Why Goldman Sachs is no longer predicting a recession for the euro zone

Economists at the bank updated their views when natural gas prices fell and China reopened.
Why Goldman Sachs is no longer predicting a recession for the euro zone
Photo: Katarina Stoltz (Reuters)
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After scaling back its darkest forecasts for the European economy in November, Goldman Sachs has now fully withdrawn its recession call for the euro area.

Economists working under Sven Jari Stehn say they now anticipate a growth rate of 0.6% for the euro area in 2023. Previously, they had predicted an economic contraction of 0.1% for the region.

Lower natural gas prices and China’s reopening support the more hopeful projection, they said.

The consensus forecast among economists polled by FactSet is for a 0.1% drop in GDP for the euro zone in 2023.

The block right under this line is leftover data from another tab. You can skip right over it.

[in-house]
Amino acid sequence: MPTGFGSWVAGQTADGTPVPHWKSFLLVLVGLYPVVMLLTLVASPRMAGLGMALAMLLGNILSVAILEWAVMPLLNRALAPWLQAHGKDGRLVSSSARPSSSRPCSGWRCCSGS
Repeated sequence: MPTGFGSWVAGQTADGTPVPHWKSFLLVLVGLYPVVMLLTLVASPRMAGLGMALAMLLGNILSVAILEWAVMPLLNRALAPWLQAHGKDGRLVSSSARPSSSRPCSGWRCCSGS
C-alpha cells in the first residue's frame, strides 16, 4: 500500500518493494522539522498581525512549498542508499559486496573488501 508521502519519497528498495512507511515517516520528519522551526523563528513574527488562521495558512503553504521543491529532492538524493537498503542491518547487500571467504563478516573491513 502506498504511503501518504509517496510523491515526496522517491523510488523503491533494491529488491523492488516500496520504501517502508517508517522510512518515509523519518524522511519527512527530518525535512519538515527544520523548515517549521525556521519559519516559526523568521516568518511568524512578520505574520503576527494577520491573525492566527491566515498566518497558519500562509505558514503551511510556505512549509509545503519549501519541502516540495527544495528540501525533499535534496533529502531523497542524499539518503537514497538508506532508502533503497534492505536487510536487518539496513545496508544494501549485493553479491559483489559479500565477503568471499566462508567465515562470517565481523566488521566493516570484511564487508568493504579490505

Jobs, inflation

Goldman’s economists revised their outlook for the local job market, anticipating greater durability and salary increases of 5% annually in the first quarter as a result of union settlements and companies responding to inflation rates.

On the inflation front, the analysts see prices moving up by 3.3% at the end of the year as the area recovers from inflation’s peak—and benefits from falling prices for natural gas and other products.

More interest rate hikes by the ECB ahead?

This also suggests that the European Central Bank will keep raising interest rates. The economists expect the ECB to hike by 50 basis points in February and March and to eventually push the benchmark interest rate by May to 3.25%, where they think it will stay until late 2024.

The economists kept their recession forecast for the UK, however, but upgraded it from a contraction of 1% for the year to a contraction of 0.7%. They argued the Bank of England is likely going to deliver another 100 basis-point rate hike despite the recession risk.

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